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Keywords: reflection, blogs


Thursday, April 21, 2011

Facts are friendly

Several years ago I had a friend who would often say that facts are friendly. What she meant was that it's better to know the objective facts of a situation rather than speculate on scenarios, what-ifs and feelings about possibilities.

An example of the friendliness of facts is when trying to change habits. Let's face it, very few of us are good at keeping New Year resolutions. Whether we've resolved to lose weight, exercise regularly or learn a new language, the implementation of the resolution rarely survives a few weeks of effort.

One of the most successful ways to stick with a behavior change long enough to become a habit is to simply keep track. It isn't a guarantee of success, but it is one of the best ways to increase your likelihood of success. Keep a food log for losing weight or an exercise log for fitness or a simple tally of the days you studied your language lessons. For resolutions where you want to do more of something, such as a student's resolution to study more, keep track of hours studied each day.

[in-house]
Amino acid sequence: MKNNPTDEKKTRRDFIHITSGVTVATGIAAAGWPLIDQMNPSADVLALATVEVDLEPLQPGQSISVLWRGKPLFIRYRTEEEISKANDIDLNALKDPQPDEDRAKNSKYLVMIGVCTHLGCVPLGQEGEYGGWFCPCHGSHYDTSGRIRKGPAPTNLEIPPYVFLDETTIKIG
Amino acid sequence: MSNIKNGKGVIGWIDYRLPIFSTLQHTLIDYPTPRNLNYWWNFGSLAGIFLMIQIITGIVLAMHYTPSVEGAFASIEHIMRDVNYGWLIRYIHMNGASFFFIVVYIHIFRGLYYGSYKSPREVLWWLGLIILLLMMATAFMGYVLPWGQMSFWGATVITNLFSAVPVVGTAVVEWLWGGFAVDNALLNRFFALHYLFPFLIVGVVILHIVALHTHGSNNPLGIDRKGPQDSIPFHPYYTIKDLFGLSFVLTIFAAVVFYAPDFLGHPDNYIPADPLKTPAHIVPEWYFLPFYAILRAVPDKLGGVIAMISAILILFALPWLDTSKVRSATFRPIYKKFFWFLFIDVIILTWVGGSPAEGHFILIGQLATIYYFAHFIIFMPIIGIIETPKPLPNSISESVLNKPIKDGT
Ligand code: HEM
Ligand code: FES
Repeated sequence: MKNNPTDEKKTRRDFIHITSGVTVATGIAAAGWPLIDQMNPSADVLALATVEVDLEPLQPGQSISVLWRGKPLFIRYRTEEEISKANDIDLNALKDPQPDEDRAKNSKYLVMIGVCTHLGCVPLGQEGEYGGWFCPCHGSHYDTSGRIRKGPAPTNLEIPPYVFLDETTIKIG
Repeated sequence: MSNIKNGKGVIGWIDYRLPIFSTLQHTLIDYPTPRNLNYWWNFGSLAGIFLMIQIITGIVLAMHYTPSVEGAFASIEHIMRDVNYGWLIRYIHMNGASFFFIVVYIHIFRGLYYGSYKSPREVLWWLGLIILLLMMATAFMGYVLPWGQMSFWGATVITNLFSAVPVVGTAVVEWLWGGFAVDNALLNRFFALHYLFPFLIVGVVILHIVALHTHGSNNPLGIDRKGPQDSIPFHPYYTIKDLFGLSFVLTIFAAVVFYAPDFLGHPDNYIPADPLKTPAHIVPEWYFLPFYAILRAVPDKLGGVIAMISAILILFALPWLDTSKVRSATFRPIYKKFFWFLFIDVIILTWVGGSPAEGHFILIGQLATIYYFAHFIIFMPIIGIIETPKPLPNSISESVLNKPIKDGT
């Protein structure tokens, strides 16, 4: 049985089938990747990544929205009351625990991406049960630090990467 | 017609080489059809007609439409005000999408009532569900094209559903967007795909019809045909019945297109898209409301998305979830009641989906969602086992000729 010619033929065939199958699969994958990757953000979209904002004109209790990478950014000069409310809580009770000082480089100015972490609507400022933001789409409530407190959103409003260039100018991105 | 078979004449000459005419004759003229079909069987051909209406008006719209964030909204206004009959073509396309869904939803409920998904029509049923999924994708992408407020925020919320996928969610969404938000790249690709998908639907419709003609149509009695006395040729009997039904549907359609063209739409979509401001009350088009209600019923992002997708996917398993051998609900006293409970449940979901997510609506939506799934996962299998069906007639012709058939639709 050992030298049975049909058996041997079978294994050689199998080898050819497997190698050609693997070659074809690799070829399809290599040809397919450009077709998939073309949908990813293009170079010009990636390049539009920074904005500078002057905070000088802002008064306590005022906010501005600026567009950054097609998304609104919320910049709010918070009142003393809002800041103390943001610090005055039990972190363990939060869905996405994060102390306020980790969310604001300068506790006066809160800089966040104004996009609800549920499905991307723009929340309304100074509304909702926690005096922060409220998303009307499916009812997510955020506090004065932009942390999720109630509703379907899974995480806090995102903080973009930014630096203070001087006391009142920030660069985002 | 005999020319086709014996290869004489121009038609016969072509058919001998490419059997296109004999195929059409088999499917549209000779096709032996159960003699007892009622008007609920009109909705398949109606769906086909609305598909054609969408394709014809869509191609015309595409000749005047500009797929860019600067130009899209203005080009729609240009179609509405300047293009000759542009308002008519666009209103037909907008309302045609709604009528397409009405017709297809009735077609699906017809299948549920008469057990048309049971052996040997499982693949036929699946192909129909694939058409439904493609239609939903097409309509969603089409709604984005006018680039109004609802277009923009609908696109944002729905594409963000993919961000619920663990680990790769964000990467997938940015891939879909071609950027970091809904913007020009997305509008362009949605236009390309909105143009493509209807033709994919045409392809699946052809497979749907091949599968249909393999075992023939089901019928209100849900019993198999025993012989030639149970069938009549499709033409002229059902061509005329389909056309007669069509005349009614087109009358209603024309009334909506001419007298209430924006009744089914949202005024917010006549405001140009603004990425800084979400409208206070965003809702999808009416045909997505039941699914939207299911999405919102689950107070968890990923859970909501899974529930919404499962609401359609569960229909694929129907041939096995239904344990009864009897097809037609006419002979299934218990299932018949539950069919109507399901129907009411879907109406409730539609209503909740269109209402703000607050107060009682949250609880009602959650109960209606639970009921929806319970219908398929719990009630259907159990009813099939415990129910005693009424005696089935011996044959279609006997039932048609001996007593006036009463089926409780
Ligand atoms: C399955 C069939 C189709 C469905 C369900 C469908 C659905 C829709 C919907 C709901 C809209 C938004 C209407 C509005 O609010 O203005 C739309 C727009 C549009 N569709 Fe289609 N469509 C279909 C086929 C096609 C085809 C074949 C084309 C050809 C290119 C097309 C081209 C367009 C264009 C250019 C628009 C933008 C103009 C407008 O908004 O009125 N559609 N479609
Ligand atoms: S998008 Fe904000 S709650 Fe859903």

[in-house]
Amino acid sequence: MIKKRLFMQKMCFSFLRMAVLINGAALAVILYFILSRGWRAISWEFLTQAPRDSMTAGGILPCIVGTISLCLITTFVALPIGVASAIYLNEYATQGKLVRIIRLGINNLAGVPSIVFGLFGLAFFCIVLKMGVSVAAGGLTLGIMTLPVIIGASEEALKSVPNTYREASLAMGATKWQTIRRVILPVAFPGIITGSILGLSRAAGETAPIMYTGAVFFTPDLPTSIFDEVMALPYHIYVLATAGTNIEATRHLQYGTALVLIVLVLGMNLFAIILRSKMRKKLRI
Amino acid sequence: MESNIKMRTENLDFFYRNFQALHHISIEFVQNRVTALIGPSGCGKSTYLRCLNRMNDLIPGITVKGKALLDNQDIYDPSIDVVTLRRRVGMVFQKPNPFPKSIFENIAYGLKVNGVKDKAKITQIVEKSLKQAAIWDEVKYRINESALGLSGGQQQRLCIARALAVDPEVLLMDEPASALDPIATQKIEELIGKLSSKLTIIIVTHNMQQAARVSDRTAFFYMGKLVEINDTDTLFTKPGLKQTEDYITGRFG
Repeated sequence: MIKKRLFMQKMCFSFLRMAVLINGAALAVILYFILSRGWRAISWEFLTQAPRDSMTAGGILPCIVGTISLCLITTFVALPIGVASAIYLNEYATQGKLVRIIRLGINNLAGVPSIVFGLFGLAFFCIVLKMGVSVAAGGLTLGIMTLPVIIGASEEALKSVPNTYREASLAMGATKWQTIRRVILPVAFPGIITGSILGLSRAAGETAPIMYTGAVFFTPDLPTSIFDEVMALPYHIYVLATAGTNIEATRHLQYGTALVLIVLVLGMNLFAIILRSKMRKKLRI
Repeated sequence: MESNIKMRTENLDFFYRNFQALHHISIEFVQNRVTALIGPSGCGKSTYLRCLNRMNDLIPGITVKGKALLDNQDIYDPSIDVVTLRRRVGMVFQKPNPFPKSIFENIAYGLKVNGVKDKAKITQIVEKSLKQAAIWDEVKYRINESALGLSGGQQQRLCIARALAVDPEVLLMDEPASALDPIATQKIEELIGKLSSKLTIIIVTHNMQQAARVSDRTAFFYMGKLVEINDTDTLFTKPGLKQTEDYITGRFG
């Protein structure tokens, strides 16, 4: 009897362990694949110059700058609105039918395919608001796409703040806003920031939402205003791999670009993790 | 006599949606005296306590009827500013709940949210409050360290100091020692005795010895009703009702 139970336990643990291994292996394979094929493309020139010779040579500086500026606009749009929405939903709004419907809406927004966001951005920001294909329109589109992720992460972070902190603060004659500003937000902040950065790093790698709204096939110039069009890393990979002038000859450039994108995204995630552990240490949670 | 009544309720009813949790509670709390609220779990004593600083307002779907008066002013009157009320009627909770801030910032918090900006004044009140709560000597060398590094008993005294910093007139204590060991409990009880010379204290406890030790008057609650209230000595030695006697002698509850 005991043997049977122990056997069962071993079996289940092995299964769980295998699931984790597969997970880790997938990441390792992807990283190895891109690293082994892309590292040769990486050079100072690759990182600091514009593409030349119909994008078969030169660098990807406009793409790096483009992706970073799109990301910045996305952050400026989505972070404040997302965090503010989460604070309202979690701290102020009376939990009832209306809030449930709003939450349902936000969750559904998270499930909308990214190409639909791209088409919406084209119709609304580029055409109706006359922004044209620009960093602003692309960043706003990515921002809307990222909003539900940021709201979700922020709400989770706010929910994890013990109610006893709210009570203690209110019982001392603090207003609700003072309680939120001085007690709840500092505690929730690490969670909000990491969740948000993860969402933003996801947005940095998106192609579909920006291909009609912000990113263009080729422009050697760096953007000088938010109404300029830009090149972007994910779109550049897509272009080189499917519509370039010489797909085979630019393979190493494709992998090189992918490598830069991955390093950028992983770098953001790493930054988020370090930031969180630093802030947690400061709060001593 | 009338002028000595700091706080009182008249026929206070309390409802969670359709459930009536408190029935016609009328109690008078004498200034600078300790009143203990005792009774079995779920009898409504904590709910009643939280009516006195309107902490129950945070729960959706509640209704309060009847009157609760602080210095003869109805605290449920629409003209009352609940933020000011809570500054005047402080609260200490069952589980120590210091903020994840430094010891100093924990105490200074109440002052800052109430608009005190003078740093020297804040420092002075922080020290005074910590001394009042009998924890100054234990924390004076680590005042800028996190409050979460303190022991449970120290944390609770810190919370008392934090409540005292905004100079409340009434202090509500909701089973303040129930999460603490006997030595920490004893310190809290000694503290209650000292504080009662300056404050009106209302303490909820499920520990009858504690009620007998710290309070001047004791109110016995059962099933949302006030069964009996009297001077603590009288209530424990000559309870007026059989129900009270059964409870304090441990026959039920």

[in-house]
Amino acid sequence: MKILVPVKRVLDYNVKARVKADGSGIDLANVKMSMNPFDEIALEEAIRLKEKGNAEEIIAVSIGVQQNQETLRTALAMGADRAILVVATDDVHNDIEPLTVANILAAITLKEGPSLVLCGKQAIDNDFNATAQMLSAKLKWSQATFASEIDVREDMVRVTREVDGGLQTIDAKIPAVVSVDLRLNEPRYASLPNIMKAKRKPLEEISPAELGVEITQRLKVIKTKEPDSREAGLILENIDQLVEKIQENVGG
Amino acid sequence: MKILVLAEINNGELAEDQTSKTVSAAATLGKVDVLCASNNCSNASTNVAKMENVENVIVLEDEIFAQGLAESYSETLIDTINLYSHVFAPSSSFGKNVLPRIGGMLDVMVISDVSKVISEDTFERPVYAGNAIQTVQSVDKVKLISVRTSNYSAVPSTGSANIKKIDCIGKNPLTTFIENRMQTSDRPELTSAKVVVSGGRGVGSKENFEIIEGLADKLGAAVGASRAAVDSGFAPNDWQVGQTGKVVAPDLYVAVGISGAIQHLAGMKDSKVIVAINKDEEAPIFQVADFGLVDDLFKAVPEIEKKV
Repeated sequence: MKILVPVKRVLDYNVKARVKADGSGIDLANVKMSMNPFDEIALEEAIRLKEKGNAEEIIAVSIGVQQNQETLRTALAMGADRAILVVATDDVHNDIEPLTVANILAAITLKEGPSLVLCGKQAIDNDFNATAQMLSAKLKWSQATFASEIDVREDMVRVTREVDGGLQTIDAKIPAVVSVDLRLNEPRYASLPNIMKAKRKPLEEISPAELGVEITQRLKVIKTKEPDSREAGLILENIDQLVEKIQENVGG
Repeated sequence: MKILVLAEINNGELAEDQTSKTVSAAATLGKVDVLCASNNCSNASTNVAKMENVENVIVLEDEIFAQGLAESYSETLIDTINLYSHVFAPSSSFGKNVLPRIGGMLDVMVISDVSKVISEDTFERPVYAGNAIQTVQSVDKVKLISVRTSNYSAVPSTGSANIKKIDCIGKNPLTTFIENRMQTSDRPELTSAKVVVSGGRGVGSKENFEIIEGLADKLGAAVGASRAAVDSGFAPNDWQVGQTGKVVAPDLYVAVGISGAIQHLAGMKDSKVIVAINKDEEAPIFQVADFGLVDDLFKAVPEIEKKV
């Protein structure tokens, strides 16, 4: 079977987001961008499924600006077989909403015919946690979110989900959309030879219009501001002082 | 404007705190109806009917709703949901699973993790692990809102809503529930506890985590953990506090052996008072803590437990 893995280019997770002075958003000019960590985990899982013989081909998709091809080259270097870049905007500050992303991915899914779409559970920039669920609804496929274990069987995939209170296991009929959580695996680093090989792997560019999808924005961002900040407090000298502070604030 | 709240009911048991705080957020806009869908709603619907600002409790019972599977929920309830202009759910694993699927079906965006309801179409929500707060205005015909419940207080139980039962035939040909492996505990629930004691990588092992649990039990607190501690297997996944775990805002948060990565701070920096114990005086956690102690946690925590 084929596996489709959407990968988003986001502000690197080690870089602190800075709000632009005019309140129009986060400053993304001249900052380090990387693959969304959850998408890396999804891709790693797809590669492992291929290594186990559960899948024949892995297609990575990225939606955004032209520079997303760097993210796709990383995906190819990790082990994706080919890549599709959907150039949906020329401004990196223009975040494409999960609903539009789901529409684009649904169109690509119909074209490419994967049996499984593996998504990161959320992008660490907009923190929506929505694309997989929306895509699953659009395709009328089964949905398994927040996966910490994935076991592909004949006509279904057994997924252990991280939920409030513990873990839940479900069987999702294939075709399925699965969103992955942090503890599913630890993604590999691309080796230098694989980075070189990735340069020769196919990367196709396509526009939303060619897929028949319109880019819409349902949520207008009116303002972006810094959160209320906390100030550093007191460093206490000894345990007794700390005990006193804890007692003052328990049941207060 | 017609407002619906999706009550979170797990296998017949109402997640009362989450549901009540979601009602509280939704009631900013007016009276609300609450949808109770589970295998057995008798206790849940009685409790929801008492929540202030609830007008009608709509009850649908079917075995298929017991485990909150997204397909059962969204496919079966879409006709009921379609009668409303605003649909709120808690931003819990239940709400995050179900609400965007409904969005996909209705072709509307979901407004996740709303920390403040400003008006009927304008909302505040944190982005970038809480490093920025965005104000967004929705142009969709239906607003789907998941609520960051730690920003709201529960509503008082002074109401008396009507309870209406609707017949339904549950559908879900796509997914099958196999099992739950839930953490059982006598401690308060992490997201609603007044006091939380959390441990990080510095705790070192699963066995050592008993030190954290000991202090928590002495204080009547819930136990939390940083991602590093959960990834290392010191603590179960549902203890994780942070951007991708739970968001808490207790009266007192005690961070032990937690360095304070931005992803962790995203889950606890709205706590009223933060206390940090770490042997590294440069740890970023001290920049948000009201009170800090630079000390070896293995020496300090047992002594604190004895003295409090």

Logging activity and especially logging hours used to be a burden. If one were highly motivated she might record events or hours on index cards and later tally them up. But that's a lot of work in itself and could be one of the resolutions that doesn't last.

Keeping track is easier with smartphones. First, it's convenient: the phone is always with you. Second, events can easily be recorded in a simple text file. Third, time recording apps are available to record start times and end times on a variety of tasks with a simple click. The app takes care of adding up the time spent on each task (e.g., studying vs. chatting with friends.) Fourth, timer apps are available that beep to remind you that it's 7 PM and you should be studying or that it's the top of the hour so if you're goofing off, get back to work.